Justice Le Poer Trench concluded that the sum of $100,000.00 to be paid to the wife’s solicitor’s trust account to be applied only to costs for the family law proceedings noting that in the future the wife could seek further amounts should that be necessary.

His Honour also ordered that the wife be paid the sum of $100,000.00 by way of interim/partial property settlement to be paid to the wife’s solicitors and be applied by them to fund the wife’s defence in criminal charges brought by the Crown in relation to allegations against the wife during the time she was at the Wiley Park Hotel.

In a post script to this decision the criminal proceedings against the wife were heard at the Burwood Local Court before Magistrate Barkell. Mr Yeats gave evidence in which he was cross-examined about the information that he had provided to investigating police in a meeting at the Norton on Norton Hotel just shortly before the execution of the search warrant by police from Campsie. At that meeting was a licensing police officer from Leichhardt Police Station.

Mr Yeats was cross-examined about information given to the Police and in particular assertions that in respect of an account in respect of which normally would be substantially in credit. In cross-examination it was revealed that Mr Yeats had himself caused electronically to be transferred a large sum of money from that account so as to deplete the credit balance in the account to demonstrate that monies had allegedly been withdrawn from the account by the wife. The fact is that these monies had been withdrawn from their account by Mr Yeats himself.

All of the charges against Ms Yeats were dismissed and in fact, her Honour was not satisfied that a “prima facie” case had been made out.

R v Gregory William Jacobs (30 April 2008) NSWSC 417

In this matter Greg Walsh acted for the applicant who had been charged with the murder of his wife. He has initially been refused bail and an application for bail was made to the Supreme Court of New South Wales.

Rothman J heard the application and after extensive argument granted the applicant conditional bail. The issue before the Court was whether in terms of s9C of the 1978, the Court was satisfied that “exceptional circumstances” justify the grant of bail. Rotham J referred to the observations of Johnson J in R v Young (2006) NSWSC 1499.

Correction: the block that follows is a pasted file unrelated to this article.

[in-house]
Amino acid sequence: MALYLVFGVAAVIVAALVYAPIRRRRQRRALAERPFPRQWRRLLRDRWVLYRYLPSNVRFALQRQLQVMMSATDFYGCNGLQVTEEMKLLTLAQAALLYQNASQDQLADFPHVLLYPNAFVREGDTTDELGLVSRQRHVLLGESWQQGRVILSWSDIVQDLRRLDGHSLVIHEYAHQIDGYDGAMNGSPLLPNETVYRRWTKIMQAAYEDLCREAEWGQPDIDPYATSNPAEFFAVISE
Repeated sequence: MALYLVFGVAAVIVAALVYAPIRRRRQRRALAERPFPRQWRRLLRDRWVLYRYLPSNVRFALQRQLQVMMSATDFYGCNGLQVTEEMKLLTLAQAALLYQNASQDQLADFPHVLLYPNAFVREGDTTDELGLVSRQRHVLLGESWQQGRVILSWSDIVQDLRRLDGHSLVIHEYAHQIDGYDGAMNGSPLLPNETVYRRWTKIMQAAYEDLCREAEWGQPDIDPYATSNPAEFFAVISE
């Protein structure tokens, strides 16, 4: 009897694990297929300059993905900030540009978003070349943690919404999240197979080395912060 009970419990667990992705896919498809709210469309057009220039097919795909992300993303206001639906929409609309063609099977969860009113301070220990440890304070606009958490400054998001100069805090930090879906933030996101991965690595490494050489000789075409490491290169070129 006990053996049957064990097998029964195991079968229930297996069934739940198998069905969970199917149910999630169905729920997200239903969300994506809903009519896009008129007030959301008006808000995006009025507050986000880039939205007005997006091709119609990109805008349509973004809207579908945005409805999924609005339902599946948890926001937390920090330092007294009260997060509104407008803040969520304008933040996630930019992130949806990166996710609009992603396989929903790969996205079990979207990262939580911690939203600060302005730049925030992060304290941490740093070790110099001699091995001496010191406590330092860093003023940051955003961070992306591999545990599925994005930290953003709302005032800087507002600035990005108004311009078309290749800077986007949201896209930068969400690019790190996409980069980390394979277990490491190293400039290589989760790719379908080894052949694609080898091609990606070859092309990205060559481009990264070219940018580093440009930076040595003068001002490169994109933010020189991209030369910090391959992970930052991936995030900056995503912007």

The crown opposed bail and relied upon the decision of the Court of appeal in the Commonwealth DPP v Germakign (2006) NSWCA 275. His Honour also referred to R v Daron John Wright (unreported 7 June 2005) and R v DPR (unreported 1 August 2007). His Honour made specific reference to the evidence of Professor Yeo as to the needs of the applicant and the danger to his health from his imprisonment. His Honour accepted that the applicant’s medical and health needs are not being met and his health is seriously deteriorating.

His Honour made findings that the other provision of s32 of the Bail Act satisfied his Honour that the application, who has no prior criminal records, should be granted bail on very strict conditions.

R (CTH) v Baladjam & Ors [No. 1] [2008] NSWSC 721 (7 March 2008)

Greg Walsh represented Omar Baladjam, an Accused standing trial in the Supreme Court of New South Wales of an offence of ‘conspiracy to do acts in preparation of a terrorist act or acts’ contrary to ss.11.5 and 101.6 of the Criminal Code Act 1995 (CTH).

The matter was heard by Justice Whealey, who dealt with a number of pre-trial and trial applications before the matter was heard by a jury in 2008.

Click here to view His Honour’s judgment.

R (CTH) v Baladjam & Ors [2008] NSWSC 714 (28 February 2008)

In this matter Greg Walsh acted for Omar Baladjam.

Mr Baladjam and eight (8) other accused had been charged with a conspiracy to do acts in preparation of a terrorist act or acts contrary to ss.11.5 and 101.6 of the Commonwealth Criminal Code Act (1995).

An application was made to a Melbourne trial judge, Bongiorno J seeking certain non publication suppression orders in relation to the reporting of certain material emanating or likely from a trial in Melbourne.

By coincidence the trial of 12 other men accused of terrorism commenced in Melbourne before a Judge and jury on 13 February 2008.

On 21 February 2008 Bongiorno J refused the substantive application to suppress details about the application.

Whealy J dismissed the application on behalf of the accused.  His Honour considered whether a Quia timet injunction can be made in an anticipatory fashion to prevent a threatened contempt of court by media outlet or outlets.